• Amid outcry over CFS, Indigenous woman plans to deliver baby in secret

    Canada News CTV News
    Ottawa is preparing for an emergency meeting of Indigenous leaders, provincial and territorial governments, child-welfare agencies and advocacy groups next week to address the staggering overrepresentation of Indigenous children in foster care. Meanwhile in Winnipeg, an Indigenous woman is preparing a home birthing kit. Source
  • 15 hurt after car slams into crowd at Brazil's Copacabana Beach

    World News CBC News
    A motorist who says he lost control of his car drove into the crowded seaside boardwalk along Copacabana Beach in Rio de Janeiro on Thursday evening, injuring at least 15 people, authorities said. Brazilian military police said in an emailed statement there was no indication that the incident was a terrorist attack. Source
  • Correctional Service fires 2 more staff at Edmonton prison after bullying probe

    Canada News CTV News
    EDMONTON -- The Correctional Service of Canada has fired two more workers at a maximum security prison in Edmonton following an investigation into allegations of workplace harassment, intimidation and bullying. The move follows the termination of four other staff from Edmonton Institution on Jan. Source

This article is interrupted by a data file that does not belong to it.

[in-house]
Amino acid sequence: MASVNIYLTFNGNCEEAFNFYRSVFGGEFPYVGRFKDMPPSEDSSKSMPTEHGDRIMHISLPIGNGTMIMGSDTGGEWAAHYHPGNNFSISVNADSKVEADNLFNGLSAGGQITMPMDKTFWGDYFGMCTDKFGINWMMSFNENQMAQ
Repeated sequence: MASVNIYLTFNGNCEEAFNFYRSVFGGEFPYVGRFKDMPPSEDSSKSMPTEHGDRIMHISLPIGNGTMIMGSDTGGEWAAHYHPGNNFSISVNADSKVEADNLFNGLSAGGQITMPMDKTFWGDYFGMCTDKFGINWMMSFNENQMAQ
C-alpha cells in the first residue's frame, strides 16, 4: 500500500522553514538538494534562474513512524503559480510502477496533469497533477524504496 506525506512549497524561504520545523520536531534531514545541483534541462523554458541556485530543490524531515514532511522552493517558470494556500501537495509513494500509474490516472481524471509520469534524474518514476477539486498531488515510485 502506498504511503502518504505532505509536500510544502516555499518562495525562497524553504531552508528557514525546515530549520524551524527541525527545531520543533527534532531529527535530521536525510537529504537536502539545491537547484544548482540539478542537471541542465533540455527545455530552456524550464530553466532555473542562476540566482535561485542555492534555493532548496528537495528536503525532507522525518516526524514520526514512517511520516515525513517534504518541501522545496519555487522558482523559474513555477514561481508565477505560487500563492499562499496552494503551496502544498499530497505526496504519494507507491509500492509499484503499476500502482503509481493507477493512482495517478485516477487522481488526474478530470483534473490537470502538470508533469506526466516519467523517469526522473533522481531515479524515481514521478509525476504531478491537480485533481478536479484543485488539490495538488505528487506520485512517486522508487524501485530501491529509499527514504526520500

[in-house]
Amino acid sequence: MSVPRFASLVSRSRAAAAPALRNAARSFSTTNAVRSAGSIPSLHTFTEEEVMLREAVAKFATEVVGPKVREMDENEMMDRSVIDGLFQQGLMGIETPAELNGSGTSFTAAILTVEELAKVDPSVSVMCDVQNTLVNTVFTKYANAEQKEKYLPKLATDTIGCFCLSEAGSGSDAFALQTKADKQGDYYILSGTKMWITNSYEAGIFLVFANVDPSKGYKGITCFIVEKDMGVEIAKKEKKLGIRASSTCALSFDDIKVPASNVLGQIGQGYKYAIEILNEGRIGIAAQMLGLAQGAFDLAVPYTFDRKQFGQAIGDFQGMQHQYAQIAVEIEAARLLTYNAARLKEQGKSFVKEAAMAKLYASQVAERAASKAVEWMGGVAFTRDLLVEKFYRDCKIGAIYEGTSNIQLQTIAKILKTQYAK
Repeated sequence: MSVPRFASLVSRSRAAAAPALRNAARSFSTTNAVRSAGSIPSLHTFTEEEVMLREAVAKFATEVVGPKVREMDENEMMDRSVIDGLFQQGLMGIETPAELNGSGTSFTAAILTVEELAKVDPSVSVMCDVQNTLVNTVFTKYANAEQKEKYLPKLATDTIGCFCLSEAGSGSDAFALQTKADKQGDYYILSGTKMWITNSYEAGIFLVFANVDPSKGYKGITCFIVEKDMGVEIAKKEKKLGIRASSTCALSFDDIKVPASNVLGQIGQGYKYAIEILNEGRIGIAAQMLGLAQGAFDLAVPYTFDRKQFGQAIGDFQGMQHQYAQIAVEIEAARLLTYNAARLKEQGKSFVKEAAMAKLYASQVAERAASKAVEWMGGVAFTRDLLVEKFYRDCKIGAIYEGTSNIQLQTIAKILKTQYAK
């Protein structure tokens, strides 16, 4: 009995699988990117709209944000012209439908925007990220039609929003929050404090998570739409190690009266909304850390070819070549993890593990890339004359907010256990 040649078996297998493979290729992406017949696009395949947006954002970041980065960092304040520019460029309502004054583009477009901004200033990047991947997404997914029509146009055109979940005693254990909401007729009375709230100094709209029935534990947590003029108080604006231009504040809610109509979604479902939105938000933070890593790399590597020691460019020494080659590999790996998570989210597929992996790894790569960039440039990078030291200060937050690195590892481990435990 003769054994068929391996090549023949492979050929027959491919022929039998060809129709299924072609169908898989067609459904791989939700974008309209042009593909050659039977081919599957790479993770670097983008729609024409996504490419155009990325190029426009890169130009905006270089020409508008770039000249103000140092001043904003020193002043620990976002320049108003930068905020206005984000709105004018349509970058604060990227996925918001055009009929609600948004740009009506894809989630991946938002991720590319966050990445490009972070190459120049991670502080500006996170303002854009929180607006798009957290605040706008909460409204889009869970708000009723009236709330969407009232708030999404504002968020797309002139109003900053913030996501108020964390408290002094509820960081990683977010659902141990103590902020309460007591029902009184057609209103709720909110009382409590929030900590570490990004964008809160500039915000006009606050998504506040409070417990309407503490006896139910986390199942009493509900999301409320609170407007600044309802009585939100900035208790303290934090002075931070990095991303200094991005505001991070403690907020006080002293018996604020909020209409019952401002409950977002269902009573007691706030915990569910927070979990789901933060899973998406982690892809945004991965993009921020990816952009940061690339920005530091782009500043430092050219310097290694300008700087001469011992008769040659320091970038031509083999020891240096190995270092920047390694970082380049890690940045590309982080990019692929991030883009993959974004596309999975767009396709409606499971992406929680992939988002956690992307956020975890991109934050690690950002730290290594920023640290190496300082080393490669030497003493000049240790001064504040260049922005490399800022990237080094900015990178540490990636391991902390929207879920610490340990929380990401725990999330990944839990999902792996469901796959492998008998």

• Russian minister warns against reviving Nazis at exhibition

    World News CTV News
    Russian Foreign Minister Sergey Lavrov opened an exhibition on the Holocaust in the former Soviet Union on Thursday, saying the world has "a sacred duty" not only to commemorate the millions of victims "but to do everything in our power to prevent such tragedies in the future. Source
  • New Zealand prime minister announces she's pregnant

    World News CTV News
    WELLINGTON, New Zealand -- New Zealand's prime minister announced on Friday that she is expecting her first child in June. Jacinda Ardern, 37, took office in October. Speculation swirled around whether she would start a family soon when she took over the leadership of her then opposition Labour Party last year. Source